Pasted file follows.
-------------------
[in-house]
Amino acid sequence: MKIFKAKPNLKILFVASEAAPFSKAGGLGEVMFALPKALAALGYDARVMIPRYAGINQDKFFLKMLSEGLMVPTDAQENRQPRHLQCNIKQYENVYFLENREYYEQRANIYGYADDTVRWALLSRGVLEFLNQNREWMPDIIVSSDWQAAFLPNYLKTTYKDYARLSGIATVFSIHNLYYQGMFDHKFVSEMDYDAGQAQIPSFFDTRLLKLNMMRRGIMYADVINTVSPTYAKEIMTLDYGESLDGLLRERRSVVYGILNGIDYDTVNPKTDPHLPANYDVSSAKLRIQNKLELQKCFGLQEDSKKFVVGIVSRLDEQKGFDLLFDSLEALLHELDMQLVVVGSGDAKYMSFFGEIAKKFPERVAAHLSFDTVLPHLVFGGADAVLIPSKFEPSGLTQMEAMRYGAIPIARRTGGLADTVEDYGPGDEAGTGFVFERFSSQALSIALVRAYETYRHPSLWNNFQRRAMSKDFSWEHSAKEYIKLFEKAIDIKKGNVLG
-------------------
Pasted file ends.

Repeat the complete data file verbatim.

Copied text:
[in-house]
Amino acid sequence: MKIFKAKPNLKILFVASEAAPFSKAGGLGEVMFALPKALAALGYDARVMIPRYAGINQDKFFLKMLSEGLMVPTDAQENRQPRHLQCNIKQYENVYFLENREYYEQRANIYGYADDTVRWALLSRGVLEFLNQNREWMPDIIVSSDWQAAFLPNYLKTTYKDYARLSGIATVFSIHNLYYQGMFDHKFVSEMDYDAGQAQIPSFFDTRLLKLNMMRRGIMYADVINTVSPTYAKEIMTLDYGESLDGLLRERRSVVYGILNGIDYDTVNPKTDPHLPANYDVSSAKLRIQNKLELQKCFGLQEDSKKFVVGIVSRLDEQKGFDLLFDSLEALLHELDMQLVVVGSGDAKYMSFFGEIAKKFPERVAAHLSFDTVLPHLVFGGADAVLIPSKFEPSGLTQMEAMRYGAIPIARRTGGLADTVEDYGPGDEAGTGFVFERFSSQALSIALVRAYETYRHPSLWNNFQRRAMSKDFSWEHSAKEYIKLFEKAIDIKKGNVLG